After all learning to interview well shows motivation, self-study skills and preparation. Three things which are notoriously hard to measure in interviews. Even if I could easily identify candidates who’ve practiced for the interview, I’m not sure I wouldn’t consider it a plus rather than a negative.
A bad candidate with good interview skills isn’t going to seem like a good candidate in interview (at least in technical interviews where “all-talk” candidates typically fall down, regardless of how much they’ve tried to memorize). It might however make an average candidate seem good – but then I think I might prefer an average candidate who’s motivated, self-studying and well-prepared over a good candidate who survives on pure talent alone. It would certainly be a close call.
So if you’ve got an interview coming up, then take a moment to go down your local bookstore or browse through Amazon and pick up a book to brush up your interview skills.
Because if you don’t you may lose the job to someone who did.
Who (Doesn’t) Recruit the Best Computer Science graduates? March 26, 2008Posted by Imran Ghory in Computer Science, recruitment.
While doing some research on how software companies recruit new graduates I came up with a strategy to break firms into separate categories depending on which universities they targeted for recruitment. The results of this research threw up an interesting anomaly – while in general it followed the pattern one might expect (“high-prestige” technical firms going after the best unis, defence and consultancy firms after the next tier, misc business apps the next tier, and so on).
However there was one notable exception to this pattern. Microsoft.
Despite the firms bad reputation among “geeks” Microsoft is still a prestigious technical firm to work for, one which has a number of notable researchers and developers in a number of fields. Yet when it comes to recruiting students Microsoft seems to have given up believing in itself and is now targeting “average” computer science students rather than the best and the brightest.
But before I go further I’d like to explain my methodology. I built up a database recording which universities are targeted by software companies and used the The Times League Table for Computer Science as a benchmark to rank computer science departments.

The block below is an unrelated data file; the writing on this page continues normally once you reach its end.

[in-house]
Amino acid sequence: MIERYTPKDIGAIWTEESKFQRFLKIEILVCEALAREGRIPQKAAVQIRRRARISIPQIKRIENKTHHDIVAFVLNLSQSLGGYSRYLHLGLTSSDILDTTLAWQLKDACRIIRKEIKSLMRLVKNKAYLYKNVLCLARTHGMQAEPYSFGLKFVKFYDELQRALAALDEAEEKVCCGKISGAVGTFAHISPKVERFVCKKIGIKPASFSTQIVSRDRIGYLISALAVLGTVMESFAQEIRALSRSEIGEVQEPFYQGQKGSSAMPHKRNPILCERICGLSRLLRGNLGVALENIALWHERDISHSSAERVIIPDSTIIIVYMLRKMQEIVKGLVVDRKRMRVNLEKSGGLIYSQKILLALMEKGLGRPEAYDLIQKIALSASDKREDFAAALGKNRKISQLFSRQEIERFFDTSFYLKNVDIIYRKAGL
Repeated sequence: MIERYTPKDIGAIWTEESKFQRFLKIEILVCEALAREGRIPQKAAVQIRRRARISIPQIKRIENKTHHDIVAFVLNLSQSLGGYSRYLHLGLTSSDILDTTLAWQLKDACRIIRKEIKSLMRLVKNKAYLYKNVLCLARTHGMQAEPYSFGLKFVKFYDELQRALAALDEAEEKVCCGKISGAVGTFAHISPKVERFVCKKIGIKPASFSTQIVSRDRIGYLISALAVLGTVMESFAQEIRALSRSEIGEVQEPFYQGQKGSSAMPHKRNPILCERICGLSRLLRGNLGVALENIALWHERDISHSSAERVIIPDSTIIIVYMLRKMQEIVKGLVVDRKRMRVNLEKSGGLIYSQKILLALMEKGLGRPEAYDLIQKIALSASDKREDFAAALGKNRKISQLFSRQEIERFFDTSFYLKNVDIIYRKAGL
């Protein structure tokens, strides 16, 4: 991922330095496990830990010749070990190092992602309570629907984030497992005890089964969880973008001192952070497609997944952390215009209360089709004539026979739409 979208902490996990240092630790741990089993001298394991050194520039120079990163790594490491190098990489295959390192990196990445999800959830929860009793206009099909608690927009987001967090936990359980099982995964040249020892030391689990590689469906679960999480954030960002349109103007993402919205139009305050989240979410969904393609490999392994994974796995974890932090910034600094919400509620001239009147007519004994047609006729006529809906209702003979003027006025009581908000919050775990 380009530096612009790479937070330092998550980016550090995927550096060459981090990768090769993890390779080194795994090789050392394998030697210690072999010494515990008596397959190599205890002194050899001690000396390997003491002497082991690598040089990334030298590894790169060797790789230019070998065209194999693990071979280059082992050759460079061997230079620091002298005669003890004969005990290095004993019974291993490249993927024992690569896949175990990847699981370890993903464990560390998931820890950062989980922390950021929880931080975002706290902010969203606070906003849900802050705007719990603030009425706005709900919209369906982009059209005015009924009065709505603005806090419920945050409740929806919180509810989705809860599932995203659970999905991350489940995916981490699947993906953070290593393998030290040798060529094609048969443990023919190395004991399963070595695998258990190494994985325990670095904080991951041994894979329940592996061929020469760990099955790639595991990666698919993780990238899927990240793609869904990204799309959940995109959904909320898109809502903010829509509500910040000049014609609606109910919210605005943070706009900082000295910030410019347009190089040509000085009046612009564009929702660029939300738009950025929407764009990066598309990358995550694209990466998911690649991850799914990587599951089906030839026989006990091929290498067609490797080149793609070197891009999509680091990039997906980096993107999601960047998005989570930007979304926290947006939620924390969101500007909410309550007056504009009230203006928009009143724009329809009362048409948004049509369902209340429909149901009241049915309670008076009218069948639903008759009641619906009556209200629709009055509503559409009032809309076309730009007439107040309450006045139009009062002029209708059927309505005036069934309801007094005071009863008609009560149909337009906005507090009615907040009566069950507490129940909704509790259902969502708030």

The actual information about where firms hire most of their graduates is unfortunately not available to the public, however we do have a good proxy measures. We can see the universities that firms target (i.e universities where they run recruitment talks, events, etc.), which due to these activities very nature is public information. Using this information we can cluster firms together based upon the ranks of the universities they target.
To show by example:
Here we show the universities target by three “prestigious” technical firms (Microsoft, Google and Data Connection).
Google is obviously a “hot” destination for Computer Science graduates and is well known for wanting to hire the smartest people. Data Connection is a telecoms software firm with a very strong reputation in the UK for software development excellence, they’re frequently ranked as one of the most desirable firms to work for in the UK.
The average ranking for a Computer Science department targeted by Google is 5.5, for Data Connection a slightly higher 9.6. For Microsoft it’s 36.2. The difference is staggering.
Google and Data Connection are targeting the top-tier of universities, Microsoft are targeting third/fourth/fifth tier unis, it’s as if they’ve given up on getting the best and have settled for the “average” in-order to avoid having to compete at the high-end.
That’s not to say Microsoft don’t recruit students from the top-tier, but I’d be willing to bet they recruit a lot more from the middling unis. And it’s not to say that there aren’t good computer science students at the middling universities, there are. But there are a lot more (possibly a majority of) “top” computer science students in the top-tier than the middle-tiers.
There was a time not that long ago when a number of very smart people came through the graduate recruitment of Microsoft, many of them are prominent in the field today, but it seems now that Microsoft has given up trying to hire the best and develop them into superstars. And I think that’s a shame for both Microsoft and the industry as a whole.
[Incidently if any of the Google recruitment team read this - please sort out your recruitment events calendar - it's incredibly poorly designed and nearly impossible to use]